Before getting into this, I’d like to discuss the pipeline a bit. In the pipeline you have to ways of passing objects, by value (typename) or by property name (which is powershell’s second try)
For example, let’s see what kind of objects get-process creates by piping get-member to it (I use the alias GM)
Now you could pipe objects from get-process to stop-process because stop-process takes input objects by the typename system.diagnostics.process.
We can verify this by simply reading the full help.
Now if we did get-process -name notepad | stop-process
The object notepad which is of the type system.diagnostics.process get’s piped into stop-process, it gets piped into this parameter, which takes input by value.
Notice how in the syntax below we can see that inputobject is optional, because it’s a placeholder for process, which takes multiple objects (I know this because it says  inside of process, which means multiple objects…
So now if we want to know what would happen if passed the object to stop-process, we would run a -whatif
Now stop-process has parameters for doing this much faster, however I find that using this command makes it much easier to explain what is happening and how objects are being passed through the pipeline.
The above command would accomplish the same thing, however it uses a parameter to filter the objects rather then getting them from the pipeline. Which makes the above command much faster to run than piping objects into stop-process.
(powershell tip : formatting should always be kept to the left as much as possible).
Now I’m going to show you how we can accomplish the same things but instead this time we will pass objects of the type system.string and powershell will match them via their propertyname and input them into the parameter that takes input from pipeline by property name.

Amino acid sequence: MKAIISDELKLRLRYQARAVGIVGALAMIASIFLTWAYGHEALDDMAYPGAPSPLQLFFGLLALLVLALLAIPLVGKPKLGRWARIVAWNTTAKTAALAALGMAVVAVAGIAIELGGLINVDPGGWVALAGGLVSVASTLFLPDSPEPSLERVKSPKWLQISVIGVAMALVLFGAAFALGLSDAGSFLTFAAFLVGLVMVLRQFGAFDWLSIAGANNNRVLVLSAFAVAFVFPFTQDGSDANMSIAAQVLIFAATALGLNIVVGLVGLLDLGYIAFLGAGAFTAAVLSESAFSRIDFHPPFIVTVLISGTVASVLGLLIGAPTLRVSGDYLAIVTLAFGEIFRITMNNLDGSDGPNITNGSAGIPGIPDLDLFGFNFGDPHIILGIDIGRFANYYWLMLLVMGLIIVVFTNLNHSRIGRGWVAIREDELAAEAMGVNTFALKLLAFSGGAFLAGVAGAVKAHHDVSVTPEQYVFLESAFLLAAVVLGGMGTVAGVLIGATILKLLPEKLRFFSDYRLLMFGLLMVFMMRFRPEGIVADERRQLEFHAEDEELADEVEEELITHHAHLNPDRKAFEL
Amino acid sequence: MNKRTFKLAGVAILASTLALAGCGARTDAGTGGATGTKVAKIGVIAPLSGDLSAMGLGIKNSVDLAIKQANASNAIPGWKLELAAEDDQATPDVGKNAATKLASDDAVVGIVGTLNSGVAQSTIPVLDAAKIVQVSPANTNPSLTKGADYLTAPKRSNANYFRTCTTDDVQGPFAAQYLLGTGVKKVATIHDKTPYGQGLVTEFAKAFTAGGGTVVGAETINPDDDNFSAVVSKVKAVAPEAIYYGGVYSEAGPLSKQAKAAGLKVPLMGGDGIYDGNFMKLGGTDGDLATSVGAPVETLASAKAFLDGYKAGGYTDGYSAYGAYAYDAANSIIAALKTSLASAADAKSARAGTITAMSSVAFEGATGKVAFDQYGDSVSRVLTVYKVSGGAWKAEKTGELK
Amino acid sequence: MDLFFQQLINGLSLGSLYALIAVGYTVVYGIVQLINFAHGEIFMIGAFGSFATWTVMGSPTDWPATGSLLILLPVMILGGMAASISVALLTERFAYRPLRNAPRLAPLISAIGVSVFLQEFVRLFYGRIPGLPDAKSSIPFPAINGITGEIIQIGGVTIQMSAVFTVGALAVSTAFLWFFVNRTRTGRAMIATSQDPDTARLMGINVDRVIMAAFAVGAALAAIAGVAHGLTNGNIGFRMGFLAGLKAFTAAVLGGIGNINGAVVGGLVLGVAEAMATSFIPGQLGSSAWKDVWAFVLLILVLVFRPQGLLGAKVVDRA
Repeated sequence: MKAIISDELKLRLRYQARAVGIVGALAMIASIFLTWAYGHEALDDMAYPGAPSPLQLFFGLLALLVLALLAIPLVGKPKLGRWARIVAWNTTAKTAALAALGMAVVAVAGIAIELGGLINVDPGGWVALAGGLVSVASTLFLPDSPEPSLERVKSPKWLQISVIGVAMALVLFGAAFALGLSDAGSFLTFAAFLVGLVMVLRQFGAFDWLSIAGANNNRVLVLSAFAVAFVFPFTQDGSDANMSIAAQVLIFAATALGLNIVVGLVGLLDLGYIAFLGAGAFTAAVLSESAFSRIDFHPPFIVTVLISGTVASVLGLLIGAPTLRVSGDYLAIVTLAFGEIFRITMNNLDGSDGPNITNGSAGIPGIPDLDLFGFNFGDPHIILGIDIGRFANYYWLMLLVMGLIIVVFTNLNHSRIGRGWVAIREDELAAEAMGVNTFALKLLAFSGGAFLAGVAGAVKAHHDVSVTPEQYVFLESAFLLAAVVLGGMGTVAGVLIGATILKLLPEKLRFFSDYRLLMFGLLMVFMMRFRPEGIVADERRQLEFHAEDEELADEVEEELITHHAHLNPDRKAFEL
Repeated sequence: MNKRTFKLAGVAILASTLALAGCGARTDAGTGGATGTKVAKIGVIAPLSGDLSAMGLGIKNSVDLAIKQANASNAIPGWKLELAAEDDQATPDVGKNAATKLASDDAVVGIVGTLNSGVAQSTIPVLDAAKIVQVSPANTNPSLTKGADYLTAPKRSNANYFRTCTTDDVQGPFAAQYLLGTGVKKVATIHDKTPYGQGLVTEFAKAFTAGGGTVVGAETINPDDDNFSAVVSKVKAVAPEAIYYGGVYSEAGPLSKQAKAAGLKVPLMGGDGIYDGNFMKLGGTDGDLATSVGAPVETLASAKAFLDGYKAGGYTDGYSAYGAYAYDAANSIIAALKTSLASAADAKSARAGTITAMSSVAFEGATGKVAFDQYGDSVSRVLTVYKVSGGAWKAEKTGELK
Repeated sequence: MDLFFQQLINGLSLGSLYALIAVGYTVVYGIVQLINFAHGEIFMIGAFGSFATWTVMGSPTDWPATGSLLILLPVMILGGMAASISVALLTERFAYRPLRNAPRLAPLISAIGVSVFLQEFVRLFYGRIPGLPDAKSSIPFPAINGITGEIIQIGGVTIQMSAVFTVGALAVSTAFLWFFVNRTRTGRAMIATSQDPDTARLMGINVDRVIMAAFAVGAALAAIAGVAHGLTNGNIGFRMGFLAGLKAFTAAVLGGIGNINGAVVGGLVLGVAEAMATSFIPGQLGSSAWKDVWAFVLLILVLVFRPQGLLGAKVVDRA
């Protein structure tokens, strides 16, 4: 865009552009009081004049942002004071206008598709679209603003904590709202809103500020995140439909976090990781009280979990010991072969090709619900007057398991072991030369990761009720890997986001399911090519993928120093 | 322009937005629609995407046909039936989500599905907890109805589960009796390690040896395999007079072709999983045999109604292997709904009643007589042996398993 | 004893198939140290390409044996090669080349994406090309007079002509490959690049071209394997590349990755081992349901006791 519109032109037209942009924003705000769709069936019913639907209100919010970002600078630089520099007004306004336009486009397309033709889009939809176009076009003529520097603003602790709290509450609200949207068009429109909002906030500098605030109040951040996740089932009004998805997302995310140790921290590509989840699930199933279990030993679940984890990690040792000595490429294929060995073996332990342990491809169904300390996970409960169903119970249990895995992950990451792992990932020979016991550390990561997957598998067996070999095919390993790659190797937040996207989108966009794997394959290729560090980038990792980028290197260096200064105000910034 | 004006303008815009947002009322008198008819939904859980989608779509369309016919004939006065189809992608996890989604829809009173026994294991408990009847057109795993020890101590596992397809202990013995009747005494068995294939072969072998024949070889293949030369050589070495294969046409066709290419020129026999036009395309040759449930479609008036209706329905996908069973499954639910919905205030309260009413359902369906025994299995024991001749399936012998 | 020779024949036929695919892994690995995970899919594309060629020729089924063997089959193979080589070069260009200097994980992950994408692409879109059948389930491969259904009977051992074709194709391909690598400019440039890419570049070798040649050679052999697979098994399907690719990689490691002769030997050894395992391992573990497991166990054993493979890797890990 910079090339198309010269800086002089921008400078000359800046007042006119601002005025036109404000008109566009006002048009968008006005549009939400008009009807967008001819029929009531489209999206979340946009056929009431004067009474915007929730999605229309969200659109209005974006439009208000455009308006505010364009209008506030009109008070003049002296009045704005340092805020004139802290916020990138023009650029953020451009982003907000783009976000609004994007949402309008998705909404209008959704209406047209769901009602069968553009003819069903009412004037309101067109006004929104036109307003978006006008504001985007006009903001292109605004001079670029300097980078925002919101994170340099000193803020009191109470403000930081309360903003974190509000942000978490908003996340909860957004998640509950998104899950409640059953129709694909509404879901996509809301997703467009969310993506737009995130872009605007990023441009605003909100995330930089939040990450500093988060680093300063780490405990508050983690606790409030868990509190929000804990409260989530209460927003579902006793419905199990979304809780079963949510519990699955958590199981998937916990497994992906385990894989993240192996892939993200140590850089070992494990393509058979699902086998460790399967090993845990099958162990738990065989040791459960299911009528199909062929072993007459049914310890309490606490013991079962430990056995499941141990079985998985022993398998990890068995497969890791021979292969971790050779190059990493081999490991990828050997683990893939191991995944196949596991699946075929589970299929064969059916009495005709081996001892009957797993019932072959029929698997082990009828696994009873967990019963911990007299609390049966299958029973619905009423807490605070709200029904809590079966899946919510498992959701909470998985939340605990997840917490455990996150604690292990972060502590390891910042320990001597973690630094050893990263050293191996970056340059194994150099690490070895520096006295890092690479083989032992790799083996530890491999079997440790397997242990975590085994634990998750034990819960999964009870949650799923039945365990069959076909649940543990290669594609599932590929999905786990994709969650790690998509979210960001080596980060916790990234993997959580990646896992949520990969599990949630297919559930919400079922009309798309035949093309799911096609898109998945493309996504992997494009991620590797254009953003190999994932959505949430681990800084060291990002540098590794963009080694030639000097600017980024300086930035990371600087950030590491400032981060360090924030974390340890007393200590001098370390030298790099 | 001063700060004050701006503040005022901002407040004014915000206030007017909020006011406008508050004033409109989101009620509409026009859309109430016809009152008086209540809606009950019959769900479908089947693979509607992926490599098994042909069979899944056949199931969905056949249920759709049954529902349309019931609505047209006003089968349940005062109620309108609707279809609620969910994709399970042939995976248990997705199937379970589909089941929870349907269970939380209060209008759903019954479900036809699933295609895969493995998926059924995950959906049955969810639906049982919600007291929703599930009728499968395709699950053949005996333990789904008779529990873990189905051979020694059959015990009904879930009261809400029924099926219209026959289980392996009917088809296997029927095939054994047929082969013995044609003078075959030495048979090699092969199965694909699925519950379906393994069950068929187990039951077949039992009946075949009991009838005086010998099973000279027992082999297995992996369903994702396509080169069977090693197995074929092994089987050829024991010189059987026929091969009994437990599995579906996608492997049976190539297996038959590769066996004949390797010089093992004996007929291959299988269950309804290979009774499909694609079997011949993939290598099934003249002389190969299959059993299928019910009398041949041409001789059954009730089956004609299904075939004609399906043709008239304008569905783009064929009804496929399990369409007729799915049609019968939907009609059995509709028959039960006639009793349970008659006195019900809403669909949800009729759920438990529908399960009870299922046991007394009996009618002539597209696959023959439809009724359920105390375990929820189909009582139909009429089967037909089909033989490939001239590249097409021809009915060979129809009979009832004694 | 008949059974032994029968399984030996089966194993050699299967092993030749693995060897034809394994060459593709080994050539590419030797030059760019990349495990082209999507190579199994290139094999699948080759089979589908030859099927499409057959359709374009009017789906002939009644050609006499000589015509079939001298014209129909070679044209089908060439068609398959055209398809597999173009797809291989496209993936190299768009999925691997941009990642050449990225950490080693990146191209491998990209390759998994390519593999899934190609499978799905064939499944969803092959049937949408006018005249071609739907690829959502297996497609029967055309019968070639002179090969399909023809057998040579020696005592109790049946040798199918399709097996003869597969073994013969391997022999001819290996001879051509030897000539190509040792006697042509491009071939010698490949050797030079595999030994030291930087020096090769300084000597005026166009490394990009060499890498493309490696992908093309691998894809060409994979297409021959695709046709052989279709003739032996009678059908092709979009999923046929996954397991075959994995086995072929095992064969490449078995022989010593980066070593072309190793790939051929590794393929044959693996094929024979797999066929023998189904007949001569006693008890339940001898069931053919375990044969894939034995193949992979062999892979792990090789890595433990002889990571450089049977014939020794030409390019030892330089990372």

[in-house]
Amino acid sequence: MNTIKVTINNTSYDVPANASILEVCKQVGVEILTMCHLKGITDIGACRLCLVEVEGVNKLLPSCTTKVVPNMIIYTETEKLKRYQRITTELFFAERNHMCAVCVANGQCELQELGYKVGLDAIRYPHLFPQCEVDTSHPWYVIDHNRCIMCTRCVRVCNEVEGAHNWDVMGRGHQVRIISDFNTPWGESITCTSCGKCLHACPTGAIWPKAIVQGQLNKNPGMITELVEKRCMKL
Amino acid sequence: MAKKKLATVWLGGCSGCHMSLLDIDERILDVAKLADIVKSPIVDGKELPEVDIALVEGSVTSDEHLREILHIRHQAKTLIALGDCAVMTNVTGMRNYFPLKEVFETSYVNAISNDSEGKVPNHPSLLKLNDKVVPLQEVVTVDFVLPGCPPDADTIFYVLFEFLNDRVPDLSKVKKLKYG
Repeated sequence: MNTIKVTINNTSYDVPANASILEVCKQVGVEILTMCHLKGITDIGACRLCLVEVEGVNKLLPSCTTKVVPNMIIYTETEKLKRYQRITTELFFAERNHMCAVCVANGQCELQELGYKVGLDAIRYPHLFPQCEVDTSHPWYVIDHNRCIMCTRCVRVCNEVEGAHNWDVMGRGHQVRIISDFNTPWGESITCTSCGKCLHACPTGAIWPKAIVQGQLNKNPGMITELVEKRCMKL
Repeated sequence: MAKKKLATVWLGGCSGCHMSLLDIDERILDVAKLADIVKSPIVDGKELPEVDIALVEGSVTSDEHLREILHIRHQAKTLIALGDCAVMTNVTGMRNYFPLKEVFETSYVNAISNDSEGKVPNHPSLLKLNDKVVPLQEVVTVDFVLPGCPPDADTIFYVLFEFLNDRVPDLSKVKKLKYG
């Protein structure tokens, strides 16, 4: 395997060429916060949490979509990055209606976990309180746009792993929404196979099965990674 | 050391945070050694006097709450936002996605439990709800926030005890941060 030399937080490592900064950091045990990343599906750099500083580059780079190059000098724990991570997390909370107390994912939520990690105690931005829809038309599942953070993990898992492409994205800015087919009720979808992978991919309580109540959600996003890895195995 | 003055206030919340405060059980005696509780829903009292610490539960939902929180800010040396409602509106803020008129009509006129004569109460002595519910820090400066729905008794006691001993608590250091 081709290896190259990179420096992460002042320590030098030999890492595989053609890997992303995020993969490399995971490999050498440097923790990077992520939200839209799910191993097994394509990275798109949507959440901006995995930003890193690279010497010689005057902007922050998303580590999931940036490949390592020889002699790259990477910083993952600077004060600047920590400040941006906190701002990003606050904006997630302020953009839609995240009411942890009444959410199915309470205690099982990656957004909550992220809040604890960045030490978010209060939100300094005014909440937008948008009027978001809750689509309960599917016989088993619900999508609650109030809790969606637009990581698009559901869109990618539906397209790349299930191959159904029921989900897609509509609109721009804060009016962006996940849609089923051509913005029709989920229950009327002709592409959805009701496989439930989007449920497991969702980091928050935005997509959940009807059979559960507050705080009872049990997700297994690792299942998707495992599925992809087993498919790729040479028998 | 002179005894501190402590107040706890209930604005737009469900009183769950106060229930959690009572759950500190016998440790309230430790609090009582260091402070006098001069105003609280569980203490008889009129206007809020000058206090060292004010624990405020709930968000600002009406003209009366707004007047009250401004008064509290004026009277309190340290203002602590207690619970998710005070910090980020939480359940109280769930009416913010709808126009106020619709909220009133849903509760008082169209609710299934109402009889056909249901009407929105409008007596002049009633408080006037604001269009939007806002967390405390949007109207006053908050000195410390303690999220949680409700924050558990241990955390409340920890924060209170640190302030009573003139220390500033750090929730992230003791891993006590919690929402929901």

I notice in the help file that -name takes input from the pipeline by property name. Now you should know that properties are the column headers in collections (collections are a set of objects)
In the above screenshot we see that the column header is name, and this is a property. So now recall that -name from stop-process takes input from pipeline by propertyname. It just so happens that I created a hashtable with a property of name, and now the parameter and the property match! Now powershell can see this connection and take this input!
I created this hashtable with this command…
In the above I created a custom powershell object, then created a hash table, the property is the first value you see ‘name’, and the second string is what’s put into the rows under the column of the property name. So this single object above has a value of ‘notepad’ and a property of name.
The same can be accomplished with
Now since we have a hash table with the property ‘name’ powershell can reference this and put it into stop-process’ -name parameter, and since it finds objects with that property name, it will try to stop them!
Now you know how to manipulate strings and objects to force them into parameters in the next command via the pipeline!